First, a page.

The Hidden East End
While most people overlook this region of the East End for the better-known neighborhoods of Squirrel Hill and Shadyside, the area we call the Hidden East End slowly is reshaping its future via green space, history-rich buildings and new businesses.
PHOTO COURTESY JAZZ TIMES
Lincoln-Lemington-Belmar: The Allegheny-spanning LLB is a curious hodgepodge of shopping (the Waterworks Mall in Belmar, near Aspinwall) and hilly, wooded residential spaces (Lincoln and Lemington).
Larimer: The future of this neighborhood is looking up, thanks to the tech-friendly Bakery Square development and a $30 million federal grant for mixed-income housing.
Homewood West: A small chunk of land east of Larimer, Homewood West is home to Pittsburgh Westinghouse Academy 6-12, the training ground of legendary jazz composer Billy Strayhorn.
Homewood North: This hillside, residential community houses the Pittsburgh Student Achievement Center, an alternative high school, in the original Baxter High School building, a landmark built in 1908.
Homewood South: Once a stop on the Pennsylvania Railroad, this neighborhood now is home to the Trade Institute of Pittsburgh [7800 Susquehanna St., tipgh.org], which trains former inmates in masonry during a 10-week program.
East Hills: One of the most far-flung areas of the city from downtown, East Hills is a tiny, slopeside residential neighborhood just north of Wilkinsburg.
Point Breeze North: A narrow sliver of land north of Penn Avenue, Point Breeze North contains stately houses on graceful streets, as well as the popular Westinghouse Park, the former estate of prominent engineer George Westinghouse.
Point Breeze: The one-time residence of many of Pittsburgh’s leading industrialists, Point Breeze also is home to the northern corner of Frick Park and Homewood Cemetery.
PHOTO BY JOHN ALTDORFER
10 Things We Love in the Hidden East End
1 If your windows are down in the warm months, the tantalizing smells of the outdoor smokers will draw you to Showcase BBQ [6800 Frankstown Ave., showcasebbq.net] in Homewood West. Order a heaping pulled-pork sandwich and a few ribs on the side for a lunch that will leave you in a food coma.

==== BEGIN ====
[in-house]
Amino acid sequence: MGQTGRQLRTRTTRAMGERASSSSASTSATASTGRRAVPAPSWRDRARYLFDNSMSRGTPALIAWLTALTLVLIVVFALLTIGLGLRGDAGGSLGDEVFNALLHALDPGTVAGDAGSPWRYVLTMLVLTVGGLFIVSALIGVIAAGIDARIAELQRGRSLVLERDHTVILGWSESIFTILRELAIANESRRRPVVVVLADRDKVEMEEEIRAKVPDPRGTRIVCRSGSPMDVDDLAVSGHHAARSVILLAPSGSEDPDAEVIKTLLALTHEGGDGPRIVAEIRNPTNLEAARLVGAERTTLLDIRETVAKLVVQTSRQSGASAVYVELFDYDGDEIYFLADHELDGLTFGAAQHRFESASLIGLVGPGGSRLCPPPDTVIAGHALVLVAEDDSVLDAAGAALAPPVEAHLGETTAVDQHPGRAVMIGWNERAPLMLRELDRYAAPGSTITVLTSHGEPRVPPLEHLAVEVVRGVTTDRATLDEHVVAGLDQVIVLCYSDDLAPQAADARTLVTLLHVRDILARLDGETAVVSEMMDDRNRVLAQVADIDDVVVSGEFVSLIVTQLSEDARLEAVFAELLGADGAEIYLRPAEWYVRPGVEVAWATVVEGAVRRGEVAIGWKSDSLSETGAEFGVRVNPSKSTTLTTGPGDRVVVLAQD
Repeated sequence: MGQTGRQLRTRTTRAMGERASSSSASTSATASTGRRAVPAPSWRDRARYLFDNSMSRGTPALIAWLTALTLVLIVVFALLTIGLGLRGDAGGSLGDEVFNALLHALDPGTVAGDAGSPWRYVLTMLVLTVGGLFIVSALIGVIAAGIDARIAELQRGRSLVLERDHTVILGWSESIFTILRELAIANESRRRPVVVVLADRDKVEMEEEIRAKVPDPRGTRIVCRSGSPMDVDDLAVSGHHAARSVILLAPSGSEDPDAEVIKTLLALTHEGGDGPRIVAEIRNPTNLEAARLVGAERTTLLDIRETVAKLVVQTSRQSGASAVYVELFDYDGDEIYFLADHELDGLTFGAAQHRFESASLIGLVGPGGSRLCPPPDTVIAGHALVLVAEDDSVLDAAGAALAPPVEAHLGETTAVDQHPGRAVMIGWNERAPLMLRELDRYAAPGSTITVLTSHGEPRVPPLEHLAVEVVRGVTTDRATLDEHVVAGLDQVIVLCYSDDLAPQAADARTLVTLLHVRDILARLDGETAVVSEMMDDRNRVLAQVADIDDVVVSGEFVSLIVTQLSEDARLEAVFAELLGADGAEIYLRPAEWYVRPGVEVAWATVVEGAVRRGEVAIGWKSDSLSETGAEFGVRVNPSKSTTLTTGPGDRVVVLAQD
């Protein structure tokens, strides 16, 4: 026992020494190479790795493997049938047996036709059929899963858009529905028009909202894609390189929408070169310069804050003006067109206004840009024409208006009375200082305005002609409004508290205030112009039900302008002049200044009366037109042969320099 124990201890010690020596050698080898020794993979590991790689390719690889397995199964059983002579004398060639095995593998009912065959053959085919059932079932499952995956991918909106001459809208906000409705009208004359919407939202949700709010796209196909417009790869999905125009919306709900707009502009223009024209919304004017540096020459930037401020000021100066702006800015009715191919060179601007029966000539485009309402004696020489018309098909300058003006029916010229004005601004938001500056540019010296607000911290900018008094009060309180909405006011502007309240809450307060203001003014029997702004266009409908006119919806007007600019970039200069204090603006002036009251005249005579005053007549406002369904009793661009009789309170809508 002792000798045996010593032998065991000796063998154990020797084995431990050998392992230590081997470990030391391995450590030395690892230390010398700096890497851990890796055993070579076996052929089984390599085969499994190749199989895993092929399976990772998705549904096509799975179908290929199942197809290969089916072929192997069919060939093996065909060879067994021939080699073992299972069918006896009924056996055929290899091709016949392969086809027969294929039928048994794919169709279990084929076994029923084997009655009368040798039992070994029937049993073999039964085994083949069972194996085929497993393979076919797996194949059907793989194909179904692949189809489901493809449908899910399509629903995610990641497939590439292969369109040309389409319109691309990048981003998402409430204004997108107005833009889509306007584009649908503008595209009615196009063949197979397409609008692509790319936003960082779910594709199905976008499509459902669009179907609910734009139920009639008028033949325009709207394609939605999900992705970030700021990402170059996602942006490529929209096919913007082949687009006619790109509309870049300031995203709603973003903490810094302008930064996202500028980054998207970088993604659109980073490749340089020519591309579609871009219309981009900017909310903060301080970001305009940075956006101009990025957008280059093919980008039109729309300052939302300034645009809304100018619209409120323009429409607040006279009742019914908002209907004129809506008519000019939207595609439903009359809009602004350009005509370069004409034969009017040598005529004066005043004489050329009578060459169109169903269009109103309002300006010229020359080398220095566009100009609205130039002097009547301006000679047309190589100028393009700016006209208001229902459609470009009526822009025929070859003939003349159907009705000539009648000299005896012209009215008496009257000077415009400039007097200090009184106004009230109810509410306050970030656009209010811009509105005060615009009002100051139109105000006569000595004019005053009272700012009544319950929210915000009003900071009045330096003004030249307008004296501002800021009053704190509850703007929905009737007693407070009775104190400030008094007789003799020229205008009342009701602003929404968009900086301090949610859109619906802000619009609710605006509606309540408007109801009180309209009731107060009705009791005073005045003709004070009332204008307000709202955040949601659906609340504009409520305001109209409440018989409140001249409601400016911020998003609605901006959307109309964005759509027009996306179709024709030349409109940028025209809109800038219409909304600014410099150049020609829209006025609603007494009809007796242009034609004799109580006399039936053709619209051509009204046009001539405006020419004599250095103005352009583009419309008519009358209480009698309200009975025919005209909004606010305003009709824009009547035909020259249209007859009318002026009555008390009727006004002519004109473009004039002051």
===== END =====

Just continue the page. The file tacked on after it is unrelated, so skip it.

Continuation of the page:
2 There are few volunteer opportunities more fun than those at the Animal Rescue League Shelter and Wildlife Center [6620 Hamilton Ave., animalrescue.org] in Larimer — you can take dogs for a run, play with cats and even cuddle with bunnies, which helps to socialize them. (Seriously.)
3 Western Pennsylvania is awash in new breweries, but one of our standbys is East End Brewing Co. [147 Julius St., eastendbrewing.com], which started in Homewood in 2004 and upgraded to a larger location in Larimer in 2011. Twenty-five bucks buys you a tour, samples and a growler of fresh craft beer to bring home.
4 Author Jesse Andrews was raised in Point Breeze and set his heart-wrenching young-adult novel, “Me and Earl and the Dying Girl,” in locations across the city, including Homewood. A movie based on the book won the coveted grand jury prize and audience award at the Sundance Film Festival earlier this year; it arrived in Pittsburgh in late June 2015.
5 For a view of the city rarely seen — northeast looking southwest — mosey up the hill in Lincoln-Lemington-Belmar to St. Peter’s Cemetery [6933 Lemington Ave.], where you can see East Liberty, Pitt’s Cathedral of Learning and even the U.S. Steel Tower peeking over the Hill.
6 The entire Frick Art & Historical Center [7227 Reynolds St., thefrickpittsburgh.org] in Point Breeze is lovely, but our favorite spot is the Frick Greenhouse, home to a stunning variety of tropical plants — as well as the May and June seedling sales by Grow Pittsburgh, a local nonprofit organization that promotes urban agriculture.
7 Social at Bakery Square [6425 Penn Ave., bakerysocial.com] has become the go-to happy-hour spot for the tech geeks in the Bakery Square complex, thanks to pitchers of sangria and mojitos and more than 40 different varieties of canned beer, ranging from Yuengling to Rivertowne Old Wylie IPA.
8 Are there meals better than the moules frites — a half-pound of steamed mussels over salty, thin-cut fries — at Point Brugge Café [401 Hastings St., pointbrugge.com] in Point Breeze? No. There are not.
9 Free Ride Pittsburgh [freeridepgh.org], which operates out of Construction Junction [214 N. Lexington St.], offers open-shop hours for you to come in and fix your bike with the help of knowledgeable volunteers. If you want to learn more, check out the $20 drop-in classes on Tuesdays, which cover such topics as brakes and wheel truing.
10 The East End Food Co-op [7516 Meade St., eastendfood.coop] in North Point Breeze has a big selection of natural and organic foods. We love stocking up on dried fruit, granola, spices and beans in the huge bulk-food section.
PHOTO BY JOHN ALTDORFER
Under-the-radar food and drinks
Tucked inside the grounds of the Frick Art & Historical Center in Point Breeze, the Café at the Frick [7227 Reynolds St., thefrickpittsburgh.org] offers intimate dining in a conservatory-like atmosphere. Although Sunday brunch at The Frick already might be on the radar (make reservations), a weekday lunch is a delightful escape from the hubbub of the day. Most of the vegetables for the café’s dishes are grown on-site in the adjacent Grow Pittsburgh greenhouse. A full afternoon tea service is available after 2:30 p.m. — Hal B. Klein
PHOTO BY RENEE ROSENSTEEL
Unleash your inner Spider-Man at The Climbing Wall [7501 Penn Ave. #6, theclimbingwall.net] in North Point Breeze with more than 14,000 square feet of climbing — and the staff changes the routes several days a week. If you’re into bouldering (which doesn’t require ropes and equipment) you’ll have 8,000 square feet of walls to explore. If you want to climb higher, you can take classes in Top Roping, which will teach you about knots, belaying and equipment. — Jennie Dorris